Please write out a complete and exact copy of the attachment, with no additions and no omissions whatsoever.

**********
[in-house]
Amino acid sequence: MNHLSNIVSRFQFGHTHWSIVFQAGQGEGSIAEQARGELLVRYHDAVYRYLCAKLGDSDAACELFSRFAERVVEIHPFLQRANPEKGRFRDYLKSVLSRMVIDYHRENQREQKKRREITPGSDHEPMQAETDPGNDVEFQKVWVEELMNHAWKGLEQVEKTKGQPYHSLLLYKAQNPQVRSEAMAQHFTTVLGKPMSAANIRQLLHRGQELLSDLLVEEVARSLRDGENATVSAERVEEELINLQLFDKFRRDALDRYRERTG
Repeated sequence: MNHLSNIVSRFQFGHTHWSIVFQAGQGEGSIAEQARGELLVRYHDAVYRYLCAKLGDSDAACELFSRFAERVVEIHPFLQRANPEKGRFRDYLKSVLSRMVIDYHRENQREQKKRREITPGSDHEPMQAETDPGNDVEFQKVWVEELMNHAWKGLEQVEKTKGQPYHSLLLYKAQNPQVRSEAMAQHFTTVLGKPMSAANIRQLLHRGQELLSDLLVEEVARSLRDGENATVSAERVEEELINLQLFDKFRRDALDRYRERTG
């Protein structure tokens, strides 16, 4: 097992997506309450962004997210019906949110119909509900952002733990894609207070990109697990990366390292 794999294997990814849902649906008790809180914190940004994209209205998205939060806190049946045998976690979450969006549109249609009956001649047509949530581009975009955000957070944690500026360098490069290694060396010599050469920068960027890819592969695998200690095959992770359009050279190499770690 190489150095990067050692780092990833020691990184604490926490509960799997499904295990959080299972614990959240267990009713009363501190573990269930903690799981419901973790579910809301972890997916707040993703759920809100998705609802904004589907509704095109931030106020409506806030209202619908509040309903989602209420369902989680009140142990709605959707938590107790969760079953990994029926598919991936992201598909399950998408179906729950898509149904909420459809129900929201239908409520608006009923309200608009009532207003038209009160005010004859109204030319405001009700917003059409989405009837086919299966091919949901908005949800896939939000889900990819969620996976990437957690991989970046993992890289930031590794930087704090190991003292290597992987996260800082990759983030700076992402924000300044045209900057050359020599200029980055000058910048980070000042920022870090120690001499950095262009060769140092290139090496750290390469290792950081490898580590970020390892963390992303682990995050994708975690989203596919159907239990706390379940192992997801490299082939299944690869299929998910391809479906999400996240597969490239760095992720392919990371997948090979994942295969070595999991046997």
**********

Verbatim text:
[in-house]
Amino acid sequence: MNHLSNIVSRFQFGHTHWSIVFQAGQGEGSIAEQARGELLVRYHDAVYRYLCAKLGDSDAACELFSRFAERVVEIHPFLQRANPEKGRFRDYLKSVLSRMVIDYHRENQREQKKRREITPGSDHEPMQAETDPGNDVEFQKVWVEELMNHAWKGLEQVEKTKGQPYHSLLLYKAQNPQVRSEAMAQHFTTVLGKPMSAANIRQLLHRGQELLSDLLVEEVARSLRDGENATVSAERVEEELINLQLFDKFRRDALDRYRERTG
Repeated sequence: MNHLSNIVSRFQFGHTHWSIVFQAGQGEGSIAEQARGELLVRYHDAVYRYLCAKLGDSDAACELFSRFAERVVEIHPFLQRANPEKGRFRDYLKSVLSRMVIDYHRENQREQKKRREITPGSDHEPMQAETDPGNDVEFQKVWVEELMNHAWKGLEQVEKTKGQPYHSLLLYKAQNPQVRSEAMAQHFTTVLGKPMSAANIRQLLHRGQELLSDLLVEEVARSLRDGENATVSAERVEEELINLQLFDKFRRDALDRYRERTG
């Protein structure tokens, strides 16, 4: 097992997506309450962004997210019906949110119909509900952002733990894609207070990109697990990366390292 794999294997990814849902649906008790809180914190940004994209209205998205939060806190049946045998976690979450969006549109249609009956001649047509949530581009975009955000957070944690500026360098490069290694060396010599050469920068960027890819592969695998200690095959992770359009050279190499770690 190489150095990067050692780092990833020691990184604490926490509960799997499904295990959080299972614990959240267990009713009363501190573990269930903690799981419901973790579910809301972890997916707040993703759920809100998705609802904004589907509704095109931030106020409506806030209202619908509040309903989602209420369902989680009140142990709605959707938590107790969760079953990994029926598919991936992201598909399950998408179906729950898509149904909420459809129900929201239908409520608006009923309200608009009532207003038209009160005010004859109204030319405001009700917003059409989405009837086919299966091919949901908005949800896939939000889900990819969620996976990437957690991989970046993992890289930031590794930087704090190991003292290597992987996260800082990759983030700076992402924000300044045209900057050359020599200029980055000058910048980070000042920022870090120690001499950095262009060769140092290139090496750290390469290792950081490898580590970020390892963390992303682990995050994708975690989203596919159907239990706390379940192992997801490299082939299944690869299929998910391809479906999400996240597969490239760095992720392919990371997948090979994942295969070595999991046997």